Worldwide the increasing use of inorganic nitrogenous fertilizer becomes a threat to the environment and consequently to the mankind. It is high time to think about the alternate nitrogenous source for assuring sustainable agriculture. Biological nitrogen fixation (BNF), involving beneficial microorganism, is a process of converting the free atmospheric nitrogen into plant available form. This biological process harmonizes the ecosystem and offers an economic and environment-friendly approach for reducing the external inputs and improving internal sources. In nature a symbiotic relationship exists between most of the agriculturally important leguminous plants and beneficial microorganism, where bacteria can fix atmospheric free N2 and provide it to the plant in available form in exchange of nutrition and shelter. These rhizobia (bacteria) dwell in the nodule present in the roots of leguminous plants. This type of symbiosis also exists between free-living microorganisms, viz., Azolla and Anabaena, and with rice plants in anaerobic condition. Therefore, BNF is considered as an important biological process for harnessing soil health as well as for assuring economic, environmental, and agronomic benefit. However, the necessity of inclusion of leguminous crop in the cropping system due to BNF concern is not getting popularize among the farming community particularly to the marginal and low-income group farmer due to lack of availability of specific rhizobia strain for specific crop, as well as socioecomic constraints. The present book chapter is focusing on the importance of BNF in agricultural system and the effectiveness of various legume species and their beneficial microsymbiont. The genetics, biochemistry behind the BNF, and the probable strategy for improving the N2 fixation process are also getting concern for understanding these important biological phenomena.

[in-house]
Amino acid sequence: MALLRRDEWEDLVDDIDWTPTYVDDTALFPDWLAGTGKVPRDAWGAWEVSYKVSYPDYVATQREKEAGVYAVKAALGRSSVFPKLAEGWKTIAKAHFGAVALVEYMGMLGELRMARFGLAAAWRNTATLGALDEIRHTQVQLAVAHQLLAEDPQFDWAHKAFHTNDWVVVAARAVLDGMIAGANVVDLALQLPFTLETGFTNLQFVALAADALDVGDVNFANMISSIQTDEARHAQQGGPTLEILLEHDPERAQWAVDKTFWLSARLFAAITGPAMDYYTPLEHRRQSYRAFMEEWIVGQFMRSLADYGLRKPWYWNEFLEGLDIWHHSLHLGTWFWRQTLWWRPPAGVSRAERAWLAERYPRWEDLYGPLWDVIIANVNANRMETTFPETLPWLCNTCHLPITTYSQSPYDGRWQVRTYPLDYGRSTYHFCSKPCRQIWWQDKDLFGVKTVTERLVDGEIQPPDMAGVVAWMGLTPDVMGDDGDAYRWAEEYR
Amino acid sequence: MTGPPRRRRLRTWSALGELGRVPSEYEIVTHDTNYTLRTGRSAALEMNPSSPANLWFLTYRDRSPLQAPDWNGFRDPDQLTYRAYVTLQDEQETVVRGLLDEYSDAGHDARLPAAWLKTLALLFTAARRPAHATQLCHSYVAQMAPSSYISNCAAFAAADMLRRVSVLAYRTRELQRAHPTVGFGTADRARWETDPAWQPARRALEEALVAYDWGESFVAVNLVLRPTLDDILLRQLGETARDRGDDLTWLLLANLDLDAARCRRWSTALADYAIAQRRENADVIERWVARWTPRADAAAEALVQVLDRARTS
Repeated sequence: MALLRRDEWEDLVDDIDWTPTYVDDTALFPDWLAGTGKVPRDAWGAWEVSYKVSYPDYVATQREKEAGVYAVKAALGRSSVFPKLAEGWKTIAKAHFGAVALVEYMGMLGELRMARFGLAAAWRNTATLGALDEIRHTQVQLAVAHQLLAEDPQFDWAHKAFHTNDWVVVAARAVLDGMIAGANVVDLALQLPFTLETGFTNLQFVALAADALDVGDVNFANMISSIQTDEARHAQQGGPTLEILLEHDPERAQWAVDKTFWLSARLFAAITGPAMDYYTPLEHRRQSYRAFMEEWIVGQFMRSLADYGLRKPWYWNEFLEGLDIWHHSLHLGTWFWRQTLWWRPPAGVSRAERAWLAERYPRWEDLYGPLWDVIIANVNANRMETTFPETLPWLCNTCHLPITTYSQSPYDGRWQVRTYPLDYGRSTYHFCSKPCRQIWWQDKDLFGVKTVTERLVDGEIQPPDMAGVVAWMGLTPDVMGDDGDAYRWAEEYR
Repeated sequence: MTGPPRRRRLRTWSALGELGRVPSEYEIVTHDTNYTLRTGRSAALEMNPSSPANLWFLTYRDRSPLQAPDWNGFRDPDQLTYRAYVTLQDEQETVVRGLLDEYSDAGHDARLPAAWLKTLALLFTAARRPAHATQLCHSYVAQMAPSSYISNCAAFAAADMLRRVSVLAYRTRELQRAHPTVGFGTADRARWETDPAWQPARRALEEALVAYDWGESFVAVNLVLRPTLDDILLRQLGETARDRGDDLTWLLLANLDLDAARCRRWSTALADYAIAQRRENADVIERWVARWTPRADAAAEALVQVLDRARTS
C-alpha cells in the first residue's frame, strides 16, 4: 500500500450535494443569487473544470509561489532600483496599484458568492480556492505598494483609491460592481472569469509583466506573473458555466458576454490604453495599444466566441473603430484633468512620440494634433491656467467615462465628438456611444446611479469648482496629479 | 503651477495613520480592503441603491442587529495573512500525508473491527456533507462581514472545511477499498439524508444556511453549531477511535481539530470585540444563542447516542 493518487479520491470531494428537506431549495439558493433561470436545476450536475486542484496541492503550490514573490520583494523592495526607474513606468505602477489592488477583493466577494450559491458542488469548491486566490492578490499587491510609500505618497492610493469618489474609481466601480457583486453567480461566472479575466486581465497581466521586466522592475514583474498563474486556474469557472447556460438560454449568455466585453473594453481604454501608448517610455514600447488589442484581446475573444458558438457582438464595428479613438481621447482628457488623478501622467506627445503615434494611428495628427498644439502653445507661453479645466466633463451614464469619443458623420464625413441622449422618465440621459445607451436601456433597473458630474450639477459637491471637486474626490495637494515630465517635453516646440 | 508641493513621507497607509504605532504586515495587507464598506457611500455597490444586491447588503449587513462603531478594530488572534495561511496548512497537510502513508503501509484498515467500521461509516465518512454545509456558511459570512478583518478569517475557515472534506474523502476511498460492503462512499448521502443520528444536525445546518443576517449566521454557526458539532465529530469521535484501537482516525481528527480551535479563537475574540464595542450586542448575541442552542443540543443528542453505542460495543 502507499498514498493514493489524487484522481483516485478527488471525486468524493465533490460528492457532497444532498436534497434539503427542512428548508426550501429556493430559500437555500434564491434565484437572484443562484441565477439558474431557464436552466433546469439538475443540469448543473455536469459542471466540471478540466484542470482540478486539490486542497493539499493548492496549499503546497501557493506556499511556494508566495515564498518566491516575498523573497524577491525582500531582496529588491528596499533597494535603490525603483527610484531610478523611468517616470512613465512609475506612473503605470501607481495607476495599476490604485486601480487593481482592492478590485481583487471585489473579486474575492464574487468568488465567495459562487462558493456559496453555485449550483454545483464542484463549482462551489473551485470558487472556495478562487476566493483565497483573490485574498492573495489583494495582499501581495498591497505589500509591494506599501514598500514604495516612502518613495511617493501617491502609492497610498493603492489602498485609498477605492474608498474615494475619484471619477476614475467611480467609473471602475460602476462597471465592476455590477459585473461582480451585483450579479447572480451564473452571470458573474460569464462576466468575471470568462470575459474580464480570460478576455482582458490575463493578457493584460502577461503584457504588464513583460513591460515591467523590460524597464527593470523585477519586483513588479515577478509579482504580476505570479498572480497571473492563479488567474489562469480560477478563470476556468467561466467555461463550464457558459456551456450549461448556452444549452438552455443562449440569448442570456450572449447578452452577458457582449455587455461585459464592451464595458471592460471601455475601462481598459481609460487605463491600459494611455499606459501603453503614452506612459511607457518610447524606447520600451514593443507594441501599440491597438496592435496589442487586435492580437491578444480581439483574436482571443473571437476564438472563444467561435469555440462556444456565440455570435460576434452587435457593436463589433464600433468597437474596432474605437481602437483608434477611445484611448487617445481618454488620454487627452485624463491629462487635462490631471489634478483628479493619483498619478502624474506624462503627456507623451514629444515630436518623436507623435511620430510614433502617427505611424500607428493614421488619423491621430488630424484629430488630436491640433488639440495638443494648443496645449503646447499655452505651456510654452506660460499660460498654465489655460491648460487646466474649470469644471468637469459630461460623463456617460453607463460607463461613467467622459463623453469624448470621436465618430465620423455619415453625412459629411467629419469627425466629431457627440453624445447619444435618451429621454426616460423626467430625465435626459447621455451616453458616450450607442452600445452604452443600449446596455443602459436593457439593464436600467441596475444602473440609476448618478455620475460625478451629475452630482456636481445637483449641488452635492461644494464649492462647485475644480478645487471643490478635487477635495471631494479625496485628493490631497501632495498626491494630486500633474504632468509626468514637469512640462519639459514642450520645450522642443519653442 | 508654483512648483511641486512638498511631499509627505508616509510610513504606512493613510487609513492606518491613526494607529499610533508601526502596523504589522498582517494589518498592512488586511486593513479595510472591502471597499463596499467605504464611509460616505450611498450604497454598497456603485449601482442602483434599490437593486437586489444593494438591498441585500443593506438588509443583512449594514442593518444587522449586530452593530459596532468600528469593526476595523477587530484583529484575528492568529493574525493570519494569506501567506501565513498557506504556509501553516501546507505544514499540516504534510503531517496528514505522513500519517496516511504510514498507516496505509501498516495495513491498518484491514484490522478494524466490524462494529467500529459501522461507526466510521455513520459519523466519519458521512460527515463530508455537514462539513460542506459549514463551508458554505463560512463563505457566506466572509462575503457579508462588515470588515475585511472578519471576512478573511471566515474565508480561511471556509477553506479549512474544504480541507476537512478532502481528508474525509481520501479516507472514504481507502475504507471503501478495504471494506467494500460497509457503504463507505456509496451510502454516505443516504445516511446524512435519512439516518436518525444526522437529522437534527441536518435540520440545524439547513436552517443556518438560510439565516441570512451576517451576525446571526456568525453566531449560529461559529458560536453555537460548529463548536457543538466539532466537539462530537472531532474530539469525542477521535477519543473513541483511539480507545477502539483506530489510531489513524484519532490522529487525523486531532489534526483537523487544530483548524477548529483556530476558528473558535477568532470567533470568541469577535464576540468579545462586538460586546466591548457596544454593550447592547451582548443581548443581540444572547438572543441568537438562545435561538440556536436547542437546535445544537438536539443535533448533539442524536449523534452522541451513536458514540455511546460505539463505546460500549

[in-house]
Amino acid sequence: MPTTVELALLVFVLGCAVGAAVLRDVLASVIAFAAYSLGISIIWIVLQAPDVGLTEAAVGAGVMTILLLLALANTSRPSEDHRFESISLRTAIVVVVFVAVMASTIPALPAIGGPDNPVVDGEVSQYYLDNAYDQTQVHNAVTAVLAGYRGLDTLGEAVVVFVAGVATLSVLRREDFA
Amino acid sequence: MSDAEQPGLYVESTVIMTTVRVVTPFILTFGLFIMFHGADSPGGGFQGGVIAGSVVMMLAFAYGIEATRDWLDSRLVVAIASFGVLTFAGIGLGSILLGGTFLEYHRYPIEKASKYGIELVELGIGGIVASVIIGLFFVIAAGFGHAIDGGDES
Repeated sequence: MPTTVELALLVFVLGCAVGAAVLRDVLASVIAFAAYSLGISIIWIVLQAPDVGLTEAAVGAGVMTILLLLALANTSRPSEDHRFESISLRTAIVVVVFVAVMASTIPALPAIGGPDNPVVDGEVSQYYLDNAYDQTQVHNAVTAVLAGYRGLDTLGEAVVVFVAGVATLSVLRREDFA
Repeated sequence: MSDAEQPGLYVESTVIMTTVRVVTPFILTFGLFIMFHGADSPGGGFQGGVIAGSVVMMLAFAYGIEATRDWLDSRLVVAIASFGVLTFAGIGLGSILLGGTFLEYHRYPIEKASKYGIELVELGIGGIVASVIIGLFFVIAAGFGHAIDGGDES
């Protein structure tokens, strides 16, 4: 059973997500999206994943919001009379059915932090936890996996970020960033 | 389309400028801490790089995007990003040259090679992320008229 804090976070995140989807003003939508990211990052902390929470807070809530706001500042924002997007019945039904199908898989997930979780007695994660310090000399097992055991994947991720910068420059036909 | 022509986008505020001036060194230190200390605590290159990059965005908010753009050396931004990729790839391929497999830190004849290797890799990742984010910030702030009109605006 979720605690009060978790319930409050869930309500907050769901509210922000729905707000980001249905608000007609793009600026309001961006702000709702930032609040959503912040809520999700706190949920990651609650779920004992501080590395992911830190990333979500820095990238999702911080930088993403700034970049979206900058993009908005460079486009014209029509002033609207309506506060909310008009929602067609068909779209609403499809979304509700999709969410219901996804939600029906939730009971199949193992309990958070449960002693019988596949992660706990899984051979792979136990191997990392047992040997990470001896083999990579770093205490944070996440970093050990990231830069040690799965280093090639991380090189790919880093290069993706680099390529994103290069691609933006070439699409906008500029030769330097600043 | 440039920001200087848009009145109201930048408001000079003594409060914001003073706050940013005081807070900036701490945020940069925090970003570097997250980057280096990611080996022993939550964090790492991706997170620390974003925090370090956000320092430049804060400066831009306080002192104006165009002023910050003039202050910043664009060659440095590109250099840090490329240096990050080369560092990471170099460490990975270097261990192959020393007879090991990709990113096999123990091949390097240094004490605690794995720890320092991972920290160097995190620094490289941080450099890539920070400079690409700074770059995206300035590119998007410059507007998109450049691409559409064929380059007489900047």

Saha, B., Saha, S., Das, A., Bhattacharyya, P. K., Basak, N., Sinha, A. K., & Poddar, P. (2017). Biological nitrogen fixation for sustainable agriculture. In Agriculturally Important Microbes for Sustainable Agriculture (Vol. 2, pp. 81–128). Springer Singapore. https://doi.org/10.1007/978-981-10-5343-6_4
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